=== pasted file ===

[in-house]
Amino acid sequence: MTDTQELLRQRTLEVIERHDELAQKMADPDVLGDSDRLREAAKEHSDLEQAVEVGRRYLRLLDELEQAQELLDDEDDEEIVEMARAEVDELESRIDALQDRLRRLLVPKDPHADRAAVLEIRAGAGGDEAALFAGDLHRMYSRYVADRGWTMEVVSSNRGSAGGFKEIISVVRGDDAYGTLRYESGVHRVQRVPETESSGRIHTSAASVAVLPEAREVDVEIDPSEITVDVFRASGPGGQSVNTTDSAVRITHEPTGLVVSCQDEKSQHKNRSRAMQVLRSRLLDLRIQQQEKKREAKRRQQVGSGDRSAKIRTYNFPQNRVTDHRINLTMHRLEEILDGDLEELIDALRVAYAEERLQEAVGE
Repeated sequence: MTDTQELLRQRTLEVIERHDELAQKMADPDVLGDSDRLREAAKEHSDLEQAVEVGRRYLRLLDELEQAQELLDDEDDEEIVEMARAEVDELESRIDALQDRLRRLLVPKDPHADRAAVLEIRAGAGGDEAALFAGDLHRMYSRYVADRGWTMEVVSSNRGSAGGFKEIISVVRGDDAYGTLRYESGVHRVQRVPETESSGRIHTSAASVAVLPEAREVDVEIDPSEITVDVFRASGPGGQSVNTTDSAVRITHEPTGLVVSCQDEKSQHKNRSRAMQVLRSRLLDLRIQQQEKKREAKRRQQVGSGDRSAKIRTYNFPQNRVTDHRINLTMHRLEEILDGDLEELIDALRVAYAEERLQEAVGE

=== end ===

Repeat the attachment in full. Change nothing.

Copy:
[in-house]
Amino acid sequence: MTDTQELLRQRTLEVIERHDELAQKMADPDVLGDSDRLREAAKEHSDLEQAVEVGRRYLRLLDELEQAQELLDDEDDEEIVEMARAEVDELESRIDALQDRLRRLLVPKDPHADRAAVLEIRAGAGGDEAALFAGDLHRMYSRYVADRGWTMEVVSSNRGSAGGFKEIISVVRGDDAYGTLRYESGVHRVQRVPETESSGRIHTSAASVAVLPEAREVDVEIDPSEITVDVFRASGPGGQSVNTTDSAVRITHEPTGLVVSCQDEKSQHKNRSRAMQVLRSRLLDLRIQQQEKKREAKRRQQVGSGDRSAKIRTYNFPQNRVTDHRINLTMHRLEEILDGDLEELIDALRVAYAEERLQEAVGE
Repeated sequence: MTDTQELLRQRTLEVIERHDELAQKMADPDVLGDSDRLREAAKEHSDLEQAVEVGRRYLRLLDELEQAQELLDDEDDEEIVEMARAEVDELESRIDALQDRLRRLLVPKDPHADRAAVLEIRAGAGGDEAALFAGDLHRMYSRYVADRGWTMEVVSSNRGSAGGFKEIISVVRGDDAYGTLRYESGVHRVQRVPETESSGRIHTSAASVAVLPEAREVDVEIDPSEITVDVFRASGPGGQSVNTTDSAVRITHEPTGLVVSCQDEKSQHKNRSRAMQVLRSRLLDLRIQQQEKKREAKRRQQVGSGDRSAKIRTYNFPQNRVTDHRINLTMHRLEEILDGDLEELIDALRVAYAEERLQEAVGE